4 Ways ‘Frozen’ Flips the Traditional Disney Script
Last week, Disney released its 53rd animated feature, Frozen. It’s a modern take on Hans Christen Andersen’s The Snow Queen, and it features many classic Disney motifs — love songs, big-eyed princesses, and a happy ending. But directors Chris Buck and Jennifer Lee have some surprises up their sleeves, creating a story that’s equal parts modern and classic.
While many of these motifs have cropped up in recent Disney hits like Tangled and The Princess and the Frog, it’s a refreshing to see them all on display in Frozen. Read on to see how this fun new family feature tackles traditional Disney values.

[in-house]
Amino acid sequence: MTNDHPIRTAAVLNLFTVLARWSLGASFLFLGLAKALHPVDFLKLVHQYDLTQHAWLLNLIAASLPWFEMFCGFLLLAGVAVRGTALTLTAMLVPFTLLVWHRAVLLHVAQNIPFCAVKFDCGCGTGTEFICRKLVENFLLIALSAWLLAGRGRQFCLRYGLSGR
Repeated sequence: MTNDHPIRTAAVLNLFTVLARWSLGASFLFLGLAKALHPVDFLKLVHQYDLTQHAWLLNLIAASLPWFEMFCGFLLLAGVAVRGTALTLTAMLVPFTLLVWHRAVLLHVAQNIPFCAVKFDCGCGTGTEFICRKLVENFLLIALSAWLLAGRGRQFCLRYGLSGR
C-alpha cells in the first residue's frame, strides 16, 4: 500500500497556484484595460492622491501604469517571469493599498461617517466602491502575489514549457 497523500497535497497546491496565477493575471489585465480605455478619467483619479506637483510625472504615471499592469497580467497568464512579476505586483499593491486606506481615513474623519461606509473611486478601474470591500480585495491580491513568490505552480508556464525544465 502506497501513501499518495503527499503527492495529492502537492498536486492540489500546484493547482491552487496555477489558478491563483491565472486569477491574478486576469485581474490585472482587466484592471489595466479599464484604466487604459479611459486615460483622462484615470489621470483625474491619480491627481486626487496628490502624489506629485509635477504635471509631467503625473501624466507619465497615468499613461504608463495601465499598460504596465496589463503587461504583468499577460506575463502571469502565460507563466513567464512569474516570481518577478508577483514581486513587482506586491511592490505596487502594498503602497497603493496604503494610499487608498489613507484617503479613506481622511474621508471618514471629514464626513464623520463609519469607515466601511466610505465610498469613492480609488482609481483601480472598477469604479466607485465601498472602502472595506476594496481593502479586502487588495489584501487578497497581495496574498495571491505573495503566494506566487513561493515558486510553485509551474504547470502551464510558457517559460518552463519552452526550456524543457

1. Princesses Fly Solo
Disney Princesses of years past often rely on the help of their friends and family to get by — and Elsa and Anna, the Nordic royals from Frozen, do get their fair share of help from loveable lug Kristoff, his reindeer Sven, and magical snowman Olaf. Still, Elsa is never painted as a romantic lead.
There’s something exciting about Elsa’s solo foray into a winter wonderland. As she creates an ice castle out of pure magic and sets out to live in, she asserts herself a confident woman who knows who she is. By the end of the film, she chooses to return to her family and release her kingdom from eternal winter, but still retains her individuality. It’s an exciting message to send to young girls looking for a new princess role model.